Once a student experiences the culture of another style they quickly sense the differences, but again, usually its not a conscious awareness of what exactly is different.
Style A is softer, dominated by child aged students and older adults and does not have very intense training but focuses on pure technique. Students have disturbingly high levels of respect for the highest ranked Instructors and there is a class hierarchy. New students are treated with patience but expected to immediately conform to seemingly arbitrary rituals like bowing and facing away from flags when yawning.
Style B is highly results driven, dominated by males 15 – 40 and will usually only train a technique if it can be shown to work in a fighting context. Training is intense. However students have a more relaxed relationship with their instructor because training is based on results not ranks. Everything that is done in training is obviously linked to physical performance.
A student who stepped in to style A from Style B would instantly feel the cultural differences between their normal training, and the new training. And vice versa.
They could tell you things that were different. But it must be stressed that they would usually not be abel to clearly explain why they felt so different.
You could get more insight here by observing their reports of the training.
Student from Style B may say Style A was: not intense enough, not likely to work ‘in the street’ and focused too much on unrelated techniques.
Student from Style A may say Style B was: crazy, lacking respect, lacking clear attention from instructors.
Learning to hurt someone doesn’t strictly require any one of the above mentioned things or ways of training. The idea that every training session must be intense is just part of Style B’s culture. And its the culture that becomes ingrained in students minds that becomes opposed to the cultures of other styles.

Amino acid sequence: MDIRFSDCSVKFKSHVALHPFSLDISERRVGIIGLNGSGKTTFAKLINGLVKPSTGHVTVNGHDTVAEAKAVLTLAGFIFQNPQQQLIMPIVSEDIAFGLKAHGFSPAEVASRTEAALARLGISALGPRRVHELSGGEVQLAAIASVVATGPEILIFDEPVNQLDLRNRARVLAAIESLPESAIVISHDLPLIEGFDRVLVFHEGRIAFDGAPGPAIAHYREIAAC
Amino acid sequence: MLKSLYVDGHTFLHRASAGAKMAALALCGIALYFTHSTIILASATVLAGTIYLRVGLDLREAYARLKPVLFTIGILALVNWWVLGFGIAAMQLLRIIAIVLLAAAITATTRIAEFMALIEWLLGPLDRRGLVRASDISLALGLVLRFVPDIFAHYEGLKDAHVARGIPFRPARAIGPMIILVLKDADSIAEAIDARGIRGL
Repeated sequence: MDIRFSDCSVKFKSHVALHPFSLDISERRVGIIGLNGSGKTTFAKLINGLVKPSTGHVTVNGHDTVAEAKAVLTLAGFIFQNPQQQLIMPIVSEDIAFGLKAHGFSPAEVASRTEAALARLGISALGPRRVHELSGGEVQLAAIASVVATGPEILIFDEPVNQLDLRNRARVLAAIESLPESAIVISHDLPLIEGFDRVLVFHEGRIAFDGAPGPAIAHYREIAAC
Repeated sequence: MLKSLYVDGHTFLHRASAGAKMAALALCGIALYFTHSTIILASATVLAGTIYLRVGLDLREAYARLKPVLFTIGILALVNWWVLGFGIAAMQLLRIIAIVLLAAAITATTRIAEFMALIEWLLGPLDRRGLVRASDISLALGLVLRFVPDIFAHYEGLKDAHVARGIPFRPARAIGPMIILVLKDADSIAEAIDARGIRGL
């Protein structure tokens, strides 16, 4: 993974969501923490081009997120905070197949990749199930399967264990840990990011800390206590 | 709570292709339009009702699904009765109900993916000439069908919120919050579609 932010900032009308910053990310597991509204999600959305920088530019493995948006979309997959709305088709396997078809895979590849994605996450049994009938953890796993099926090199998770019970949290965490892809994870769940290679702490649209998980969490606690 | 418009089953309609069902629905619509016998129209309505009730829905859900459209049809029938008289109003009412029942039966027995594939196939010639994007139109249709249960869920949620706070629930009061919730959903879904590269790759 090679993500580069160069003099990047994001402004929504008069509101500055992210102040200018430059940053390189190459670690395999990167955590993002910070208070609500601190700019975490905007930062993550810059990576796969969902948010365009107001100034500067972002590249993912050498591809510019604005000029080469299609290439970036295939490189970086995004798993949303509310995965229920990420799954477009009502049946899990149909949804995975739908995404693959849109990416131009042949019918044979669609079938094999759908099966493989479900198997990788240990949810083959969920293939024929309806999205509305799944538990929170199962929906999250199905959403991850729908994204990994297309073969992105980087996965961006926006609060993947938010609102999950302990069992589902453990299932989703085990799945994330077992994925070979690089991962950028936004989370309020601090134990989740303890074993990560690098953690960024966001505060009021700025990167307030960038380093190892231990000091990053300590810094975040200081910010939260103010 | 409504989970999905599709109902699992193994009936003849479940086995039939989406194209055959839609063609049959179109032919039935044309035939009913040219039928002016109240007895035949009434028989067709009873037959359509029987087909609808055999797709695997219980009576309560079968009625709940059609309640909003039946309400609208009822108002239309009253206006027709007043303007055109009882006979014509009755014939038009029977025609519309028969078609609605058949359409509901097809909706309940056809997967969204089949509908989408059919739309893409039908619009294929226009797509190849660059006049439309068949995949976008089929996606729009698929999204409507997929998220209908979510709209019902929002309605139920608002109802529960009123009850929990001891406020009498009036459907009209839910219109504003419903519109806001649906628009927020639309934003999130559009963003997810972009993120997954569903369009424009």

Culture is linked closely with intent. Tweed Heads Martial Arts has the full spectrum of training cultures form soft and technique focused, to intense and application focused, all the way to plain brutal MMA focused.
Difference Creating Pressure Number 3 – Leadership
A students experience of a martial art can be enormously dependent on the individual personality of their teacher.
Simply put, instructors are humans. But martial arts students can be extremely unreceptive to teachers who are too different from their initial instructor. Some students only ever do one style with one teacher because they never find another teacher to fill the gap of the first.
Clearly the underlying act of hurting someone, or defending yourself, can be performed in countless ways independent of who has taught you. But the link between style and teacher is very real in the minds of many students. This is another large and over looked reason as to why people hold similar physical skill sets to be so distinct.